Feds Rediscover Police Brutality In City of Brotherly Love...er...Beat City
The report slammed the Philadelphia Police Department for its historically flawed use of fatal force, directed primarily at non-whites, underscoring a repeated finding that Philadelphia’s Police Department has long owned one of the worst reputations of any police department in the United States.
The “persistence and regularity” of brutality and corruption in the Philadelphia Police Department (PPD) indicate that “the city and its police force are failing to act to hold police accountable,” that report stated.
The almost total failure of officials in Philadelphia to hold errant police officers accountable, the report noted, solidifies a “culture of impunity” that leads to new generations of police officers learning quickly that “their leadership accepts corruption and excessive force.”
Those tough assessments of “shortcomings” within the Philadelphia Police Department are not contained in the damning report on deadly police practices in Philadelphia released on March 24th by the U.S. Justice Department. Rather, the harsh assessments of PPD failings, which would seem to merit prompt attention and reform, were in a report issued in 1998 by the organization Human Rights Watch.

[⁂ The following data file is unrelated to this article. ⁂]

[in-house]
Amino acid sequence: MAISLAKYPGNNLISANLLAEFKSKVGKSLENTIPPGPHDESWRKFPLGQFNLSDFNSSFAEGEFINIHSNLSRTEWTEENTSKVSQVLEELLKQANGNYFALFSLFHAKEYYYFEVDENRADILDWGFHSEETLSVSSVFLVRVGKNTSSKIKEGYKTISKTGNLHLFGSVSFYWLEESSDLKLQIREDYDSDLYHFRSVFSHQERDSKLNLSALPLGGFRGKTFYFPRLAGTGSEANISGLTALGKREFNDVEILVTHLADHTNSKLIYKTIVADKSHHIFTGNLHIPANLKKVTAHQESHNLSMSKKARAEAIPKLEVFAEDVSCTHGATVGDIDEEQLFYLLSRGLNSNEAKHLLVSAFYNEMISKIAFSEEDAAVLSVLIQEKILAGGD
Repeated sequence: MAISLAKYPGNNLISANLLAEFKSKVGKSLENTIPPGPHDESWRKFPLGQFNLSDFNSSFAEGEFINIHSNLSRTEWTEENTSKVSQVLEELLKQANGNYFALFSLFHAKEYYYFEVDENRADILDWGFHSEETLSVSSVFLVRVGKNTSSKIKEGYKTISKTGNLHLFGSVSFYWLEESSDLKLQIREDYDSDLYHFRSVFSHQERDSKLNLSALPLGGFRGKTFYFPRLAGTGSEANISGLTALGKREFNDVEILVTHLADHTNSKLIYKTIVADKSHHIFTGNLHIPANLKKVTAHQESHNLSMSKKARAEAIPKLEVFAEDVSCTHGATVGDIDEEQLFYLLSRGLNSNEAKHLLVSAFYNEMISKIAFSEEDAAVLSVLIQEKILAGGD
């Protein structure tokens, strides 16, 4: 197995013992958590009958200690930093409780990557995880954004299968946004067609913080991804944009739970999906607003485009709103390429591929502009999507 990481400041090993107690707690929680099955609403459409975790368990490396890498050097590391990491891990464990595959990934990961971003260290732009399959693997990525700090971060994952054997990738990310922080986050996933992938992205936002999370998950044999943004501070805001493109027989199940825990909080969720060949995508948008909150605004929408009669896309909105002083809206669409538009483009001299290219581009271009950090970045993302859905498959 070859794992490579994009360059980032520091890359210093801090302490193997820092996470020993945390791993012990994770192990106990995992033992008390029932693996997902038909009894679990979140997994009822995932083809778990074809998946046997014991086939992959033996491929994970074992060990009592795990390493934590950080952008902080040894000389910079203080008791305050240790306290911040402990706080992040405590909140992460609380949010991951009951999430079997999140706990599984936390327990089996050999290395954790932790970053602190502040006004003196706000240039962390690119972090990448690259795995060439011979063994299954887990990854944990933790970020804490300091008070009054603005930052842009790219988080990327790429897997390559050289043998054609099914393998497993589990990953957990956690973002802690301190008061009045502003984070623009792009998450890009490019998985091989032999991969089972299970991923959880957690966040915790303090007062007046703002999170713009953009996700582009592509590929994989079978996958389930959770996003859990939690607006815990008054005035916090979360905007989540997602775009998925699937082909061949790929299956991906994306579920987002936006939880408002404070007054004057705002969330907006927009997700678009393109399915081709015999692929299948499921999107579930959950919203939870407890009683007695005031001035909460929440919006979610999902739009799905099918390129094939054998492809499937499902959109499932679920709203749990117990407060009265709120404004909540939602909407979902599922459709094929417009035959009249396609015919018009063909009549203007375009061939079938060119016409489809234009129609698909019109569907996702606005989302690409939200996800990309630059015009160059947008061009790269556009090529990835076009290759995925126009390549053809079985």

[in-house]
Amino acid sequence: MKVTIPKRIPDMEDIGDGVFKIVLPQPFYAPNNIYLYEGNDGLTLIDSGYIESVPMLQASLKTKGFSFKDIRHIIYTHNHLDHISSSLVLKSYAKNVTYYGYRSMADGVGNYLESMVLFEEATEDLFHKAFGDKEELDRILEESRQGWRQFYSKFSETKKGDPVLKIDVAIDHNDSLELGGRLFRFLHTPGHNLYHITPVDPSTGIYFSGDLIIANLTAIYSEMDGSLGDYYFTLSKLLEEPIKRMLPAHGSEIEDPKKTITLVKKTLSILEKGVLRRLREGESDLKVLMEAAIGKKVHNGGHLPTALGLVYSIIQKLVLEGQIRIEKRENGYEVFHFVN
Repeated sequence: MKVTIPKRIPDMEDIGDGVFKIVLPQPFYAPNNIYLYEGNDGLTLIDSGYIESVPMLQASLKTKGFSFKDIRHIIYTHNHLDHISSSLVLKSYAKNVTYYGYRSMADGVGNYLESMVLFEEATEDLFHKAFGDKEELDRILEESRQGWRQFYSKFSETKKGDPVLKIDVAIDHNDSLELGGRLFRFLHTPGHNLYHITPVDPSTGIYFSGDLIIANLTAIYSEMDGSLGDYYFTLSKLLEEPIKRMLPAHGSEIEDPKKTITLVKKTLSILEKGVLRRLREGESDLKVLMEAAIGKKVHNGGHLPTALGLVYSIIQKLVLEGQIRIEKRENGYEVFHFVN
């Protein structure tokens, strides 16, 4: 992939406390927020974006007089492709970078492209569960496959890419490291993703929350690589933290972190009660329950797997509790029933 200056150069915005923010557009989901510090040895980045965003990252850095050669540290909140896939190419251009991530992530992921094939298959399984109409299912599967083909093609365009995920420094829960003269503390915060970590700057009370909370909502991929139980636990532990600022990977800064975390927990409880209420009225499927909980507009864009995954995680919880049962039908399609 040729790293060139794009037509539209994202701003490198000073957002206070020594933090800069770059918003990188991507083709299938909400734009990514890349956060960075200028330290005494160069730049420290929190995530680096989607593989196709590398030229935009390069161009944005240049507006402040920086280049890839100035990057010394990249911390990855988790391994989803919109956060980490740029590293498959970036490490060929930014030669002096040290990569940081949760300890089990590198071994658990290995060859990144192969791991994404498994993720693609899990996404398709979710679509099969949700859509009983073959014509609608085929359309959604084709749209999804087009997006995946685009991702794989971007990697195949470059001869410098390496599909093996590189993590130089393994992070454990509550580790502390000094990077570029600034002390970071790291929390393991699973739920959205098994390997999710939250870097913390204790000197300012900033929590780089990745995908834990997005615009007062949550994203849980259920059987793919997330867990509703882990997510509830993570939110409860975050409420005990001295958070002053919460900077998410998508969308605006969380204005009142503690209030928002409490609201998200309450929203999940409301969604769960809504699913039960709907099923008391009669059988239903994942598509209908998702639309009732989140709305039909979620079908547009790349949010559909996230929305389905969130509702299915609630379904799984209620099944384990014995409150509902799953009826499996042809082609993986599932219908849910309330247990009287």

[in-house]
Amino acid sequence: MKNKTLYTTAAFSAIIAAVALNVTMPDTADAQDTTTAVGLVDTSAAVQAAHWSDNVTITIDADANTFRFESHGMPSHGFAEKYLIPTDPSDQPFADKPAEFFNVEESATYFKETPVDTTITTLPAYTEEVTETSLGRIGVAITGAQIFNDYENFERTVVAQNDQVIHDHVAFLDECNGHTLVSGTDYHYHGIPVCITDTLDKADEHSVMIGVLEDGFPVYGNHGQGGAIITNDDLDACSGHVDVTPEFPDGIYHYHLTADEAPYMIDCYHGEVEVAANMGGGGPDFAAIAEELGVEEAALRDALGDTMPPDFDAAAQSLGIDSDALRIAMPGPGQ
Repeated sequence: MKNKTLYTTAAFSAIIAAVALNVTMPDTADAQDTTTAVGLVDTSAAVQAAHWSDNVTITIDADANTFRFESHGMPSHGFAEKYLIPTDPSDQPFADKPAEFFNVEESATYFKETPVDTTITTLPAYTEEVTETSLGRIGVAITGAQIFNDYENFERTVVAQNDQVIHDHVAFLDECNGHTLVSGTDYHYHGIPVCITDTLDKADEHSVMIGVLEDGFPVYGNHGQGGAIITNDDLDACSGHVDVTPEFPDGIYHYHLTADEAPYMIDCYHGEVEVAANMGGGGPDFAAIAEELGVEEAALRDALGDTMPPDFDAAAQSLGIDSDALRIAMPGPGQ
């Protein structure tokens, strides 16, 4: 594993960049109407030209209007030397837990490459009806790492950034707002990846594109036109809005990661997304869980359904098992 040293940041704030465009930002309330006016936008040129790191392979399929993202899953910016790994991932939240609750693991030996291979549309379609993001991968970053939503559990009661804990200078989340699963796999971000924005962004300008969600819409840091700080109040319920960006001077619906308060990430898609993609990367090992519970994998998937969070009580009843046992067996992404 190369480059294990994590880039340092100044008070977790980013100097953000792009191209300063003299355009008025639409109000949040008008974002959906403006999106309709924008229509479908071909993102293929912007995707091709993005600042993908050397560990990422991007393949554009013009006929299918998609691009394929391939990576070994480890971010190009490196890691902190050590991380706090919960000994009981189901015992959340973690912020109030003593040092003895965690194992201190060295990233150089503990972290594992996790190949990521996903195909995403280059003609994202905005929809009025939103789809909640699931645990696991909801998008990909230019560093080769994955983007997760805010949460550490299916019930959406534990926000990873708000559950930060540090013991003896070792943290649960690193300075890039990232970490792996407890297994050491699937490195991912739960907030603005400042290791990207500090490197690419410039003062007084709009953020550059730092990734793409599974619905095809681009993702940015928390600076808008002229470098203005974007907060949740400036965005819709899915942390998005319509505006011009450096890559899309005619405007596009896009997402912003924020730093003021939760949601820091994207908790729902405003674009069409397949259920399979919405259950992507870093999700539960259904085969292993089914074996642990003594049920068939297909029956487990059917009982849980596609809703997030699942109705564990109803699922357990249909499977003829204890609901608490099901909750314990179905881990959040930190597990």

The stark failure of authorities in Philadelphia –- successive police supervisors and City Hall officials, and three mayors –- to halt the police misconduct identified seventeen years ago by HRW makes the policing problems identified in the latest USJD report entitled the “Assessment of Deadly Force in the Philadelphia Police Department” all the more damning and appalling.
The latest report by the Justice Department contains 91 recommendations for reform within the PPD –- an agency that was found to have seen its officers involved in 394 shootings during a seven-year period where 81 percent of the targets were African-American men and 59 percent of the police shooters were white. Better training for police officers was one of that report’s recommendations in response to a finding that police too frequently used deadly force in inappropriate situations including deadly force against unarmed persons.
That USJD report emerged from a two-year examination of the PPD that uncovered serious “operational deficiencies” that have produced an average of one citizen shot by police per week between 2007 and 2013. Those police shootings and other questionable police conduct, the USJD report stated, contributed to “significant strife between the community” and the PPD.
Among the many examples of failures by officials to forthrightly attack police misconduct and abuse is the conduct of Philadelphia’s mayor in 1998, Ed Rendell, who prior to serving as mayor was the city's elected district attorney.